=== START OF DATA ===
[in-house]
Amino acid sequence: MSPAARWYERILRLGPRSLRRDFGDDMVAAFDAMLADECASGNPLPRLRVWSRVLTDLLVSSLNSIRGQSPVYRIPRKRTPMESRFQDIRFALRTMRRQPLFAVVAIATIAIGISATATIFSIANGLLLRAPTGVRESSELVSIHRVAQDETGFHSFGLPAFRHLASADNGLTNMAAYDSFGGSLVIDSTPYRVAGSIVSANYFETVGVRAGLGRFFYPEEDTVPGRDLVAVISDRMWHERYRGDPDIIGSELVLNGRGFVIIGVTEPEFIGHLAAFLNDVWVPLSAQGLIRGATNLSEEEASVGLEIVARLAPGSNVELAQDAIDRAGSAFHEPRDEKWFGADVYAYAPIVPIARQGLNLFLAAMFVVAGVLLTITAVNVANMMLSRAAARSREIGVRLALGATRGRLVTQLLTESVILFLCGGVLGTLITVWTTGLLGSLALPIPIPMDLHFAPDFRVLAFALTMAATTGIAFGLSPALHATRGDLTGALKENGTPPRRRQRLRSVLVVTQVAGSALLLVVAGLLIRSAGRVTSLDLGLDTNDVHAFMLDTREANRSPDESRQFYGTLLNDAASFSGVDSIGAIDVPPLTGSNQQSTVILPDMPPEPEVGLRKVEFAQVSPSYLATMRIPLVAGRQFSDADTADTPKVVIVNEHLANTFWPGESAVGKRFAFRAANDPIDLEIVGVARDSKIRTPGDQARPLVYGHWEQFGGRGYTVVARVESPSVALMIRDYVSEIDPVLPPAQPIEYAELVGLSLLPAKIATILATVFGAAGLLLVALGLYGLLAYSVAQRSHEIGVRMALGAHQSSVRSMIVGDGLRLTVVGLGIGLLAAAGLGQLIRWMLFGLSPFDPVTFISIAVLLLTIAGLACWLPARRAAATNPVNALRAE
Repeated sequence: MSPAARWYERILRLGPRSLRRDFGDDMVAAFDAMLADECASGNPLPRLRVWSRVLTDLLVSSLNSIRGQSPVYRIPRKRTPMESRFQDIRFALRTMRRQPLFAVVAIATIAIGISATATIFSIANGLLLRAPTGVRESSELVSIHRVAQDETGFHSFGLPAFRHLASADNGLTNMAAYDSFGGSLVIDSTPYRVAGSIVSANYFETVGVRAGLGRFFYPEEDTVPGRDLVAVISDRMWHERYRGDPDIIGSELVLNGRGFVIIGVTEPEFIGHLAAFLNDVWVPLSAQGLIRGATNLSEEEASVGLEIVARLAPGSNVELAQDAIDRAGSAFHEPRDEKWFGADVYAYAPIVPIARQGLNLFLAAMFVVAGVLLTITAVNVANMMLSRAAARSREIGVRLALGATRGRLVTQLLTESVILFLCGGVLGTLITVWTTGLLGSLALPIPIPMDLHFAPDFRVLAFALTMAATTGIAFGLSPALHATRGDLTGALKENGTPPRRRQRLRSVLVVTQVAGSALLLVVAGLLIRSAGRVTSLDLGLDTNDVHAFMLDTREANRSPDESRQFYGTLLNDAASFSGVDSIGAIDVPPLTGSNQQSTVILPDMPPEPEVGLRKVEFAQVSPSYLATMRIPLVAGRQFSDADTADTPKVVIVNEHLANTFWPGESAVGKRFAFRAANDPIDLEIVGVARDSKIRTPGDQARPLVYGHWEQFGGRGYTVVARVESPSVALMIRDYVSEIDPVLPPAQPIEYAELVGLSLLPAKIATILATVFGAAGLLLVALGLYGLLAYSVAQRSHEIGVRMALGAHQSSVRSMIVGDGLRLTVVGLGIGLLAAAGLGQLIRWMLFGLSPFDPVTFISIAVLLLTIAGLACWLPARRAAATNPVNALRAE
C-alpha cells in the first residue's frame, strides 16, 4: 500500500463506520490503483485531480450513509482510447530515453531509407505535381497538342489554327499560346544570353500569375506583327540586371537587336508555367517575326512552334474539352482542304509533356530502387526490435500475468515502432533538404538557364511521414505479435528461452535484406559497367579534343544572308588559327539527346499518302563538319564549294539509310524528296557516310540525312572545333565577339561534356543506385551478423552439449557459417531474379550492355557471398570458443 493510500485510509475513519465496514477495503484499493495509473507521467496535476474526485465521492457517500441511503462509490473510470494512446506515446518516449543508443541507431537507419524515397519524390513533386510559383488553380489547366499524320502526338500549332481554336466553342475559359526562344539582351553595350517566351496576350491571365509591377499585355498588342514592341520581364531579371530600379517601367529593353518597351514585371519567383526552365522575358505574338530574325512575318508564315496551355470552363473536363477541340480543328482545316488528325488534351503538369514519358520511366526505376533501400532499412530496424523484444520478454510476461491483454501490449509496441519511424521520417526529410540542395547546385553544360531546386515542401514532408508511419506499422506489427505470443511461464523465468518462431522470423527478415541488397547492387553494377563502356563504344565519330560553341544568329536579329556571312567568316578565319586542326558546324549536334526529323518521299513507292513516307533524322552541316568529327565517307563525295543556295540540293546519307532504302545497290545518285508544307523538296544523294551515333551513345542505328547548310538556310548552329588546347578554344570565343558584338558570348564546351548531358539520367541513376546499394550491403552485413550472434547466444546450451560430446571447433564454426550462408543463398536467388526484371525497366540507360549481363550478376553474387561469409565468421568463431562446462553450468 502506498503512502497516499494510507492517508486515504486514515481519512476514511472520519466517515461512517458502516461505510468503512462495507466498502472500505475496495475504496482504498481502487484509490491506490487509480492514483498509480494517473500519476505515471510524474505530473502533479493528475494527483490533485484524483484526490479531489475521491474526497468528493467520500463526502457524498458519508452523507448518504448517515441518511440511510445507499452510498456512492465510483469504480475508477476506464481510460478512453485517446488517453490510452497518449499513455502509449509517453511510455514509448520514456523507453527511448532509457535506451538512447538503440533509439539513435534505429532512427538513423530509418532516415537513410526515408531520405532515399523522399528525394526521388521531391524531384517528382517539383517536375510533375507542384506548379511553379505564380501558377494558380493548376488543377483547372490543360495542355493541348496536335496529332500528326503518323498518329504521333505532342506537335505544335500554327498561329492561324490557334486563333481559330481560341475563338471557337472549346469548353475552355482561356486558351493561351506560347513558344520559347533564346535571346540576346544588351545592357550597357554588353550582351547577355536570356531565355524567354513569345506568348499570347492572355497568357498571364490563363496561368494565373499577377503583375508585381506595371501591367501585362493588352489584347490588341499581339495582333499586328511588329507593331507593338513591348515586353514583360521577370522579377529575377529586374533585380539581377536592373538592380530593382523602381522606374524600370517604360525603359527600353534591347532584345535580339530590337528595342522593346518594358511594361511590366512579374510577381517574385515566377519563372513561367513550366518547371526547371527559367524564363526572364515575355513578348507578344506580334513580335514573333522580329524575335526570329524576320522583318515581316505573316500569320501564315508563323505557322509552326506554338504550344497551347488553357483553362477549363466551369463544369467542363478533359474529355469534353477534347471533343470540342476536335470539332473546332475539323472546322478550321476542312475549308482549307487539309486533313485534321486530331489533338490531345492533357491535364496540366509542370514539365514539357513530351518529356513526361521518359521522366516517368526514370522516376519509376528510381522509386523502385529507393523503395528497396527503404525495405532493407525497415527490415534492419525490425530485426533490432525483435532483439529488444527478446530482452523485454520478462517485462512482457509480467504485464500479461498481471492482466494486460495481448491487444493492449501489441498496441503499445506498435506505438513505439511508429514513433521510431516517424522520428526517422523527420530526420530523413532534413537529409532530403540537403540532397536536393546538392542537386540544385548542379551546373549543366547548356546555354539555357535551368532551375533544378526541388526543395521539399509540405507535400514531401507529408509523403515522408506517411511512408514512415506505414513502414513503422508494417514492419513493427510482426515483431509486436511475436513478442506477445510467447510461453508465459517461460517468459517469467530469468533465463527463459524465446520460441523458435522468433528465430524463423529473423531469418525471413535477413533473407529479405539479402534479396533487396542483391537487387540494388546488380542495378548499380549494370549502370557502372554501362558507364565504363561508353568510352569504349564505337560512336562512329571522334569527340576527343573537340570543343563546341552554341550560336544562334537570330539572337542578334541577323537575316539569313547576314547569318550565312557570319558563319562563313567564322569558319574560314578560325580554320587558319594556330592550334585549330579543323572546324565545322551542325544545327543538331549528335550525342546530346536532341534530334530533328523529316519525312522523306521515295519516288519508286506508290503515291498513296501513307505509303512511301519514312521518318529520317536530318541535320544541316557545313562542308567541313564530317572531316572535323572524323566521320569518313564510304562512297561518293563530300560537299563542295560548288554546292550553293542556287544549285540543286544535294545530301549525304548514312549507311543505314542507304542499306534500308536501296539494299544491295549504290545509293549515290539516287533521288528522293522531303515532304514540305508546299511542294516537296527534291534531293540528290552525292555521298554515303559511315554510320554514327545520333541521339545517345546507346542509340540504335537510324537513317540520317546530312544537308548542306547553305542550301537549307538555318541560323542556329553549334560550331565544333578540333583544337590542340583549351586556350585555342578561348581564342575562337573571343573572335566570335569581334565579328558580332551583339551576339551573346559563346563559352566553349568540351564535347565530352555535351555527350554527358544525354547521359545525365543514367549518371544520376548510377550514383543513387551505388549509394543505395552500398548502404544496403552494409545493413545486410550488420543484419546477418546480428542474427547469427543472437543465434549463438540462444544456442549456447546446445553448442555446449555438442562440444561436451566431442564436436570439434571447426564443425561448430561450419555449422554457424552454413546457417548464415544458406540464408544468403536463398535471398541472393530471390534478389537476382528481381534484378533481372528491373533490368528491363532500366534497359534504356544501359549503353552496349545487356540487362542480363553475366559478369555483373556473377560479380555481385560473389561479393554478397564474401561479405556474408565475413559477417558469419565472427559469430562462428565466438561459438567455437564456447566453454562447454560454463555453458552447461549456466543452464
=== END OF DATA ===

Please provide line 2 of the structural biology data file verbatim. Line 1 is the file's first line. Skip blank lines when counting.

Amino acid sequence: MSPAARWYERILRLGPRSLRRDFGDDMVAAFDAMLADECASGNPLPRLRVWSRVLTDLLVSSLNSIRGQSPVYRIPRKRTPMESRFQDIRFALRTMRRQPLFAVVAIATIAIGISATATIFSIANGLLLRAPTGVRESSELVSIHRVAQDETGFHSFGLPAFRHLASADNGLTNMAAYDSFGGSLVIDSTPYRVAGSIVSANYFETVGVRAGLGRFFYPEEDTVPGRDLVAVISDRMWHERYRGDPDIIGSELVLNGRGFVIIGVTEPEFIGHLAAFLNDVWVPLSAQGLIRGATNLSEEEASVGLEIVARLAPGSNVELAQDAIDRAGSAFHEPRDEKWFGADVYAYAPIVPIARQGLNLFLAAMFVVAGVLLTITAVNVANMMLSRAAARSREIGVRLALGATRGRLVTQLLTESVILFLCGGVLGTLITVWTTGLLGSLALPIPIPMDLHFAPDFRVLAFALTMAATTGIAFGLSPALHATRGDLTGALKENGTPPRRRQRLRSVLVVTQVAGSALLLVVAGLLIRSAGRVTSLDLGLDTNDVHAFMLDTREANRSPDESRQFYGTLLNDAASFSGVDSIGAIDVPPLTGSNQQSTVILPDMPPEPEVGLRKVEFAQVSPSYLATMRIPLVAGRQFSDADTADTPKVVIVNEHLANTFWPGESAVGKRFAFRAANDPIDLEIVGVARDSKIRTPGDQARPLVYGHWEQFGGRGYTVVARVESPSVALMIRDYVSEIDPVLPPAQPIEYAELVGLSLLPAKIATILATVFGAAGLLLVALGLYGLLAYSVAQRSHEIGVRMALGAHQSSVRSMIVGDGLRLTVVGLGIGLLAAAGLGQLIRWMLFGLSPFDPVTFISIAVLLLTIAGLACWLPARRAAATNPVNALRAE